Alluding to Scandal, Florida School Board Urges Member to Resign

The elected school board in Sarasota, Fla., took the rare step on Tuesday of calling for the resignation of one of its own members, the latest development in an ongoing scandal involving a power couple in state Republican politics.

With a 4-to-1 vote, the school board rebuked Bridget Ziegler, a member for nine years, saying that the drama engulfing her and her husband had become too much of a distraction. Ms. Ziegler was the only member to vote against the nonbinding resolution; she gave no indication that she would resign.

Her husband, Christian Ziegler, the chairman of the Republican Party of Florida, is under criminal investigation for sexual assault. His accuser told the Sarasota Police Department that she had a consensual sexual encounter with Mr. and Ms. Ziegler more than a year ago, according to a search warrant affidavit — a fact that both Zieglers confirmed to investigators.

That revelation, first reported last month by the Florida Center for Government Accountability, led to demands for Ms. Ziegler, a proponent of anti-L.G.B.T.Q. policies, to step down, with critics casting her as a hypocrite.

“When you claim the moral high ground and then you attack the moral integrity of others — the blatant hypocrisy of Mrs. Ziegler and how it reflects on the credibility of this board is a significant concern to this community,” Rudolph Lucek, a Sarasota resident, said during the public comment period of the meeting. Most of the dozens of speakers supported the resolution.

Ms. Ziegler, 41, dismissed the nonbinding resolution as toothless, since only the governor has the authority to remove school board members.

“I am disappointed,” she said in brief remarks. She did not mention the investigation into her husband.

Mr. Ziegler, 40, has denied wrongdoing and has refused to resign, even after the state’s top Republican officials, including Gov. Ron DeSantis, urged him to do so. The state party has scheduled a special meeting of its executive board on Sunday to consider disciplining, censuring or ousting Mr. Ziegler.

Mr. Ziegler’s accuser, whose name has been redacted from public records, said that she declined to have sex with Mr. Ziegler on Oct. 2 after realizing that his wife would not be joining them. Mr. Ziegler then went to her apartment uninvited and sexually assaulted her, the woman told the police.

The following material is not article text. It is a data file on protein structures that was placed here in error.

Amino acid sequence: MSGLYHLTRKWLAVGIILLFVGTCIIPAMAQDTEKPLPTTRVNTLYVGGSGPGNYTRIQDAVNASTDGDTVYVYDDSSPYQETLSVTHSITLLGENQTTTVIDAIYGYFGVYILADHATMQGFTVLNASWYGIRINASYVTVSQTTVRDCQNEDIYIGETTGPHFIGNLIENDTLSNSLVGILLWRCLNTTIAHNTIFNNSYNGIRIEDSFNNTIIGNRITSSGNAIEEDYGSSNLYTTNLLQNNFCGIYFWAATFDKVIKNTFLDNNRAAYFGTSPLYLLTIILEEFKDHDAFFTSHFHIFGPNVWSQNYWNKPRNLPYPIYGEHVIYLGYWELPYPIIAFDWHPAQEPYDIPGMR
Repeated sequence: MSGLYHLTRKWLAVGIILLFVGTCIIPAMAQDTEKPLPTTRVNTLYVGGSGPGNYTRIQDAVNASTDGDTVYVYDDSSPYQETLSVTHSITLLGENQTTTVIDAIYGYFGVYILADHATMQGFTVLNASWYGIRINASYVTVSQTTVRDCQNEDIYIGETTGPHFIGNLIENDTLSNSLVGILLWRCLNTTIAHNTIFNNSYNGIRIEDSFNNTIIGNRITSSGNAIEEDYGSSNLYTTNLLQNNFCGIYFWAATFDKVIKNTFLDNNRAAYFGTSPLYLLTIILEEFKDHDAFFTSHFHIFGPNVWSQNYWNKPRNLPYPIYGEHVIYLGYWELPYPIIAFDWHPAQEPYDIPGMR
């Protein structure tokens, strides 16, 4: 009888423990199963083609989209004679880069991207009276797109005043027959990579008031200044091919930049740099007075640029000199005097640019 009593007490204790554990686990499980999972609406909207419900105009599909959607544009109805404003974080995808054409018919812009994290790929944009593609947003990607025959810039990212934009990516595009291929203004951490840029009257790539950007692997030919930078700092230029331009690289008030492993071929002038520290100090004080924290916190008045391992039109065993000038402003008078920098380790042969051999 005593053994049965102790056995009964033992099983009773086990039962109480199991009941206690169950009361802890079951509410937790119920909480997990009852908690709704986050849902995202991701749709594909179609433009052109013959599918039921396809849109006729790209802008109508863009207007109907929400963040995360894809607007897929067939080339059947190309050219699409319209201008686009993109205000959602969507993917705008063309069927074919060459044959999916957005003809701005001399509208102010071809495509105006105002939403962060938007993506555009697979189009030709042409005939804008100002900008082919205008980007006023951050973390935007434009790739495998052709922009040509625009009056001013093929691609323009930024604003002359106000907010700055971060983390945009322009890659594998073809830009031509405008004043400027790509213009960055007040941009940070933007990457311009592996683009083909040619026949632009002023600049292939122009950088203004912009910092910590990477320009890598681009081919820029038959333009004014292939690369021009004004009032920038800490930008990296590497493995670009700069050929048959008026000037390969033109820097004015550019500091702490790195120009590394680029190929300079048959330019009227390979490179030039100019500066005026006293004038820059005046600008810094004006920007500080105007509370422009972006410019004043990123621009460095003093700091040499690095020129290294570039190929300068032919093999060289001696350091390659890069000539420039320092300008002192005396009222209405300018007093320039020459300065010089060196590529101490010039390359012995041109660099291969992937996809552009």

Tuesday’s school board meeting began with the vote on the resolution, followed by several hours of public comments that were often raw and tinged with anger. For several years, the board has been embroiled in battles over policies related to the coronavirus pandemic, L.G.B.T.Q. issues, books and what gets taught in schools in Sarasota County, an affluent community on Florida’s Gulf Coast. Until recently, Ms. Ziegler was the board’s chairwoman.

Ms. Ziegler, a Republican, has been a prominent supporter of a parental-rights-in-education law that critics nicknamed “Don’t Say Gay,” which prohibits classroom instruction on L.G.B.T.Q. topics. During the pandemic, she co-founded the right-wing activist group Moms for Liberty; she and her husband have frequently posted on social media against transgender rights.

Some people at the meeting spoke in support of Ms. Ziegler.

“She has done nothing illegal,” Timothy Wagner said. “What an adult does in her private life is hers.”

The board’s resolution said that Ms. Ziegler’s remaining a member “would cause an irreparably harmful distraction to the school board’s ability to fulfill its critical constitutional mission.”

“It’s not about the left; it’s not about the right,” Karen Rose, the board chairwoman, said before the vote. “It’s about students.”

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